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Successful mental health marketing comes down to two basic questions.

Two Important Mental Health Marketing Basics

Mental health is a rapidly growing field of health care. As demand increases, it makes sense that mental health marketing increases too. Right now, more Americans are accessing mental health services than ever before – partly because the outbreak of COVID-19 has challenged us in new and different ways and partly because we’ve all become much better educated on the subject.

At the end of the day, mental health marketing is about connecting the right providers with the right clients. We can all benefit from getting this right. Here are two mental health marketing campaigns that demonstrate a mastery of the basics: knowing thyself and knowing thy target audience. Both use video. Both encourage people to ask for help. Both highlight the brand’s values. Both can give you ideas to incorporate into your own marketing strategies moving forward.

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Mental Health Marketing Should Know Thyself

JanSport is a popular backpack brand. At the height of the COVID-19 crisis in 2020, it decided to conduct its own research to find out how its target market – Gen Z – was faring. It commissioned a survey through Pew Research, which revealed that 70% of people were struggling. The company wanted to do something about it, so it created that #LightenTheLoad campaign.

This is great for a few reasons – but let’s focus on the many fine puns that ensued:

  • The mission was to “unpack” the mental health crisis
  • If something is weighing you down, let it out
  • If you’re not sharing it, you’re carrying it
  • Help lighten the load

Remember this is a backpack brand. Its messaging was bold, consistent, and smart. It could have checked the proverbial “do good” box and blithely trotted out some clichéd comments about how much it cared for its consumers – but that wouldn’t have aligned with its values. Let’s be real: a lot of the copywriting that echoes around the internet really is incredibly lazy.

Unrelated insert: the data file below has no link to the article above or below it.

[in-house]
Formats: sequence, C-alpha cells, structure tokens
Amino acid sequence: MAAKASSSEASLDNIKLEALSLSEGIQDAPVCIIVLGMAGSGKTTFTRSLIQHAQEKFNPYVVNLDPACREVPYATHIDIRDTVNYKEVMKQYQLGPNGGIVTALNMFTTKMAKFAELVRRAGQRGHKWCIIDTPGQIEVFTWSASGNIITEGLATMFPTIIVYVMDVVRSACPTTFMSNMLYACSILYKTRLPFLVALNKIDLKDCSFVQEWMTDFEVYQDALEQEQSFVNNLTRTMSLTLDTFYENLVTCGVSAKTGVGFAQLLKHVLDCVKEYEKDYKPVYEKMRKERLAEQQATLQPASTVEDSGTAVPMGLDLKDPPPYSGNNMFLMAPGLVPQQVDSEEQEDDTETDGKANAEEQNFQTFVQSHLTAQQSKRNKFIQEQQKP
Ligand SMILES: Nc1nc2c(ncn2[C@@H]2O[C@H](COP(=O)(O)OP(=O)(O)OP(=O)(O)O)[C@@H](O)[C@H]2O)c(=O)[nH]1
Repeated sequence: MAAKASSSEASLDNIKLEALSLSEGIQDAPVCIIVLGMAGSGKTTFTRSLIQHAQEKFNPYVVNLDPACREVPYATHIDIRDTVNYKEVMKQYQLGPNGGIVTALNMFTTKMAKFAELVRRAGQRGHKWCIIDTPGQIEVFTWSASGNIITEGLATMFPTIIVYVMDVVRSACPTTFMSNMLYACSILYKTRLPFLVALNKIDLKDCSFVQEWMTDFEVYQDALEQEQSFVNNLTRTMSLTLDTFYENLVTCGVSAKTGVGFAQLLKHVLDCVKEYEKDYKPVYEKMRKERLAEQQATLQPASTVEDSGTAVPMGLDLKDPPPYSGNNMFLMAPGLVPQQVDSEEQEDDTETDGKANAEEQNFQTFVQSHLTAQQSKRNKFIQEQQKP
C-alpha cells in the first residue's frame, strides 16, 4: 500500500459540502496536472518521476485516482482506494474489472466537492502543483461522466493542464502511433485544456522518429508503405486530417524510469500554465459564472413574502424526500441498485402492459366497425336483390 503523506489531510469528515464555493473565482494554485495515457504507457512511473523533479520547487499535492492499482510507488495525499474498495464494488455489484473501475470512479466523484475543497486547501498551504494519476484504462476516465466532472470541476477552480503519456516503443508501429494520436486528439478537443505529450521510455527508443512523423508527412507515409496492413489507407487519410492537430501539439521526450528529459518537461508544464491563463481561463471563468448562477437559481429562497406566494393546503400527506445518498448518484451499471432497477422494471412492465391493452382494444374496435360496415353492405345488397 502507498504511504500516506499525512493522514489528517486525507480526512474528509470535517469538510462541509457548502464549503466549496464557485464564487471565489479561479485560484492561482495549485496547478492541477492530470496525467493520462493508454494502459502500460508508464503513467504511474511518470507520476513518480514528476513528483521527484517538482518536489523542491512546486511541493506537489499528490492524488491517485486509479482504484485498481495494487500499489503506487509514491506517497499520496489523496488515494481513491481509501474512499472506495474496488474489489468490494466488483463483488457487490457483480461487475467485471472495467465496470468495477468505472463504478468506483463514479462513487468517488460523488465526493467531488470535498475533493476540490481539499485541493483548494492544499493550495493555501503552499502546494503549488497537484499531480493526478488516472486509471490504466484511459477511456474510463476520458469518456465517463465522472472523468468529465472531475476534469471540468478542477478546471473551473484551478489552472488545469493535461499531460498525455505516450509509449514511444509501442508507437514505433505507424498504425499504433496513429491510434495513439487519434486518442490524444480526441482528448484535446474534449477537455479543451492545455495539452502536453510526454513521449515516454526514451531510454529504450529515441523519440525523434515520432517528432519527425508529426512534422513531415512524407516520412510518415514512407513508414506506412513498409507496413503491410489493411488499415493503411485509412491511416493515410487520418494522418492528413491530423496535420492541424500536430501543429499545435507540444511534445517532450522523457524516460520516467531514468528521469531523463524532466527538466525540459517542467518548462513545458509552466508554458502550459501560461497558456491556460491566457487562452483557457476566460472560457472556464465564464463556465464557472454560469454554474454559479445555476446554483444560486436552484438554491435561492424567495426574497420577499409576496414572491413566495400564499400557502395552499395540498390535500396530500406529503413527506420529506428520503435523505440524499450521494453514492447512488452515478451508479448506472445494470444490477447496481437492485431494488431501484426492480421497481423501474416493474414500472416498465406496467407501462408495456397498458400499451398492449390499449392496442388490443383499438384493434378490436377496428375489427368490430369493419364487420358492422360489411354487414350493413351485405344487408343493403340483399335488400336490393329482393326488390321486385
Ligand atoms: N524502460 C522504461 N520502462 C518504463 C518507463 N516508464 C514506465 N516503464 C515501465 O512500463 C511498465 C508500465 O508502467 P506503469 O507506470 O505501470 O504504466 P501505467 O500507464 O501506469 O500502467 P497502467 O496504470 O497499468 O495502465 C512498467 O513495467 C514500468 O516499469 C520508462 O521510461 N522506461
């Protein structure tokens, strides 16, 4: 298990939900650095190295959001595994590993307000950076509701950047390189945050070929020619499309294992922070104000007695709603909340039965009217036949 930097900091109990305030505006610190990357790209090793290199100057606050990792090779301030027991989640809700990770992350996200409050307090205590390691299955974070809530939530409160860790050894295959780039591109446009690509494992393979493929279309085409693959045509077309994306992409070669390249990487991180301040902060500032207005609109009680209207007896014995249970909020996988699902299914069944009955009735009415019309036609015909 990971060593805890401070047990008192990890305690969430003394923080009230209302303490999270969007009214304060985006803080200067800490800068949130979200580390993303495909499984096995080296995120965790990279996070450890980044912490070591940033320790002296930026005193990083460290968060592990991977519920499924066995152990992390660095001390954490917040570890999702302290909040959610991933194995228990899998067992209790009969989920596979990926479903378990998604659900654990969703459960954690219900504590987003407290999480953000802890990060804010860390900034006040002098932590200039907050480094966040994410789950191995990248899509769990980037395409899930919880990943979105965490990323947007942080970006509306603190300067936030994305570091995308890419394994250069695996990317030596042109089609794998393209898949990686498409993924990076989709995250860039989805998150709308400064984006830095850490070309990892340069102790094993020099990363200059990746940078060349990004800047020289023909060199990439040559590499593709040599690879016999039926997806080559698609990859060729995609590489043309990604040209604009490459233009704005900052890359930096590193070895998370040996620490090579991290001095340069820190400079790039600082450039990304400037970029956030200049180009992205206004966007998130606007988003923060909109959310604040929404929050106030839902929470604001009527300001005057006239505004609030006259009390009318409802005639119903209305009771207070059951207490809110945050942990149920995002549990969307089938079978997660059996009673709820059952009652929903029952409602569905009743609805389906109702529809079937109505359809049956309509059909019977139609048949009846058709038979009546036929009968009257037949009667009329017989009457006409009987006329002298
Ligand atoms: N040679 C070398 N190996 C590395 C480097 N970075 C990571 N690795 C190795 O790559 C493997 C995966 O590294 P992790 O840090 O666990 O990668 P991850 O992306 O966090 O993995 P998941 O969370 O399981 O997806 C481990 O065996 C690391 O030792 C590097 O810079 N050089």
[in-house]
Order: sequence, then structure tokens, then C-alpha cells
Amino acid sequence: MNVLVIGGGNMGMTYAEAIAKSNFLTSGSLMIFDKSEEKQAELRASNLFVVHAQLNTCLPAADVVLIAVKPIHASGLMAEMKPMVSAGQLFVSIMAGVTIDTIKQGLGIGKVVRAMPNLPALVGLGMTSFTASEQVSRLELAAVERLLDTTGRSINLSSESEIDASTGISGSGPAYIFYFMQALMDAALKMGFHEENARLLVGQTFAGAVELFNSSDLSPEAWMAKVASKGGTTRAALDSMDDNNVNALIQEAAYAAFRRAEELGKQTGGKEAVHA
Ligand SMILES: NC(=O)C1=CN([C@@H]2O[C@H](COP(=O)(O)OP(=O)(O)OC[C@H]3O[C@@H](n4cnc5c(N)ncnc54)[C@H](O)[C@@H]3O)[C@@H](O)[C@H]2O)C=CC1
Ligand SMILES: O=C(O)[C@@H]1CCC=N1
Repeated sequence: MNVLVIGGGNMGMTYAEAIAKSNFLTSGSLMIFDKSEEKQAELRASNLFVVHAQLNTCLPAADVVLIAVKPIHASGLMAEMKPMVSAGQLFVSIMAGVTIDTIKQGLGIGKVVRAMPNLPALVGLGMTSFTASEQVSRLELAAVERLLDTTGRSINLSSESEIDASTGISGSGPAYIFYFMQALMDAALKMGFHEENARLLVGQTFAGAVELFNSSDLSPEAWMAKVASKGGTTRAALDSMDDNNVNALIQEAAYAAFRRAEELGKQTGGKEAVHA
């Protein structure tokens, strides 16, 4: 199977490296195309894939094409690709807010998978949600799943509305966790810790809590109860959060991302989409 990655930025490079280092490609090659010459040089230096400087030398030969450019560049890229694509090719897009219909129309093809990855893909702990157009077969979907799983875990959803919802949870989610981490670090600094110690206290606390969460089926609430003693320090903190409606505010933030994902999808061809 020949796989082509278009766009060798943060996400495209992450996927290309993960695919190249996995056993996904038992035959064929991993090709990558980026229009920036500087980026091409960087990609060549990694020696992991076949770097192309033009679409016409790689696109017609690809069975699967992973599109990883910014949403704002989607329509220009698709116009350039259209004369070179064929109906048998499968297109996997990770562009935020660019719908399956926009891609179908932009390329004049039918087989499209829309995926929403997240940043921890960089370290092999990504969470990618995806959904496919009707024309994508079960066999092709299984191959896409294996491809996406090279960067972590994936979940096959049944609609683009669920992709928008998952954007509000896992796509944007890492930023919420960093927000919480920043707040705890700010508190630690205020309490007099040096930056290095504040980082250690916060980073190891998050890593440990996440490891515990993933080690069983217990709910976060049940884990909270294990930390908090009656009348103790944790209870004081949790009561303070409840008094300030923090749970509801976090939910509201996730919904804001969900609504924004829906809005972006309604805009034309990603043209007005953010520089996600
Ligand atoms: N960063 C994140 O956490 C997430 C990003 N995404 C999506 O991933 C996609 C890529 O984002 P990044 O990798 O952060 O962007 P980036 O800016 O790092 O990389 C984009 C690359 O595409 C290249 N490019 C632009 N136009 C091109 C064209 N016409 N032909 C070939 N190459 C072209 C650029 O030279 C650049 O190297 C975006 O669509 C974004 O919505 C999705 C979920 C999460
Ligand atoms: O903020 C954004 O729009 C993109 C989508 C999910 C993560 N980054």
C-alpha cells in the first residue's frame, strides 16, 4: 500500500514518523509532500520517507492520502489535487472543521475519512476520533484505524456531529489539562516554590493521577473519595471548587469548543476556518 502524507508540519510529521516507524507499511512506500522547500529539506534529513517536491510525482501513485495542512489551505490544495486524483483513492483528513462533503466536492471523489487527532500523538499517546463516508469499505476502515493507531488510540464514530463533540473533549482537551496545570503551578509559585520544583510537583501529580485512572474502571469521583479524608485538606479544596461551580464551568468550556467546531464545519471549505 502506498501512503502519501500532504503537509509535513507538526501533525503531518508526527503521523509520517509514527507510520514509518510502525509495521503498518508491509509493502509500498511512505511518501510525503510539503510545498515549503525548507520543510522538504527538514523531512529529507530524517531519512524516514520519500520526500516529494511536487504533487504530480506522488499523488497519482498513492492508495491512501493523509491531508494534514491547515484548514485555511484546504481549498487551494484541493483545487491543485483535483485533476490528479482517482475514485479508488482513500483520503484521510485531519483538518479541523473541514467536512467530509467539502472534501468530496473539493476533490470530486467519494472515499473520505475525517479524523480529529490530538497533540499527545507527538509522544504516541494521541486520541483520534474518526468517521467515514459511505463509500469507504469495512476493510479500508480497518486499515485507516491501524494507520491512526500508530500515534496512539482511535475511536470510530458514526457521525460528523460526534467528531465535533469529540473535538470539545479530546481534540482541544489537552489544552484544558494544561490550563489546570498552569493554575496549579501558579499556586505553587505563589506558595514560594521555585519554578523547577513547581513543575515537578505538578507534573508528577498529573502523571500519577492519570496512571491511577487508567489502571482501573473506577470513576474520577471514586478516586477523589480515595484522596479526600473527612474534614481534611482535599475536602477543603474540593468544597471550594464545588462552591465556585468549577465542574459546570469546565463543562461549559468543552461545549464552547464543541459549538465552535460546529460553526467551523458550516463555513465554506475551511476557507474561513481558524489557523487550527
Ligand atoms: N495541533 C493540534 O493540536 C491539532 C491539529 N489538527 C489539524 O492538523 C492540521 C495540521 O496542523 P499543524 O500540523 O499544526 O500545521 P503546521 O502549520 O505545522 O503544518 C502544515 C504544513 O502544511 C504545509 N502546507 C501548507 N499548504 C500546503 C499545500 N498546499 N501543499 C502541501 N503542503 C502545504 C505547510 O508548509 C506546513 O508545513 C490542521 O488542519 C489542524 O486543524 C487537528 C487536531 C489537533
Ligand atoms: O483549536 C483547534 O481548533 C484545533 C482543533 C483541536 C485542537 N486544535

However, JanSport is a company that cares about social issues like fair working environments and modern slavery. As such, it invested the time and effort to create a campaign that brought these values to life with thoughtful messaging that tied the #LightenTheLoad campaign to the broader vision and mission. It knows itself and it has a very clear set of brand guidelines.

The importance of a great brand can’t be overstated, because it reflects the beating heart of your company. The best way to start is by gathering your team and brainstorming three things:

  1. Vision: Why do you do what you do? What are you hoping to achieve?
  2. Mission: How are you going to get there? What action are you going to take?
  3. Values: What principles will guide your decisions? How will you resolve conflicts?

Once these elements are crystal clear, you can move onto aspects like key messaging, visuals, sale funnels, and other marketing collateral. However, it’s important not to rush, because these statements are things you’re going to refer to over and over again as your practice grows and you reach the stage where you can launch mental health marketing campaigns of your own.

This one is the perfect example. The campaign probably didn’t make a lot of commercial sense – at least, not initially. It costs money to produce high-quality videos and create resources hubs. Don’t get us wrong, it’s great from a brand recognition and loyalty perspective, but it will take time for that to trickle down to your bottom line. However, JanSport’s values are such that it seized the opportunity to speak up and try to make a difference. We can’t help by admire that.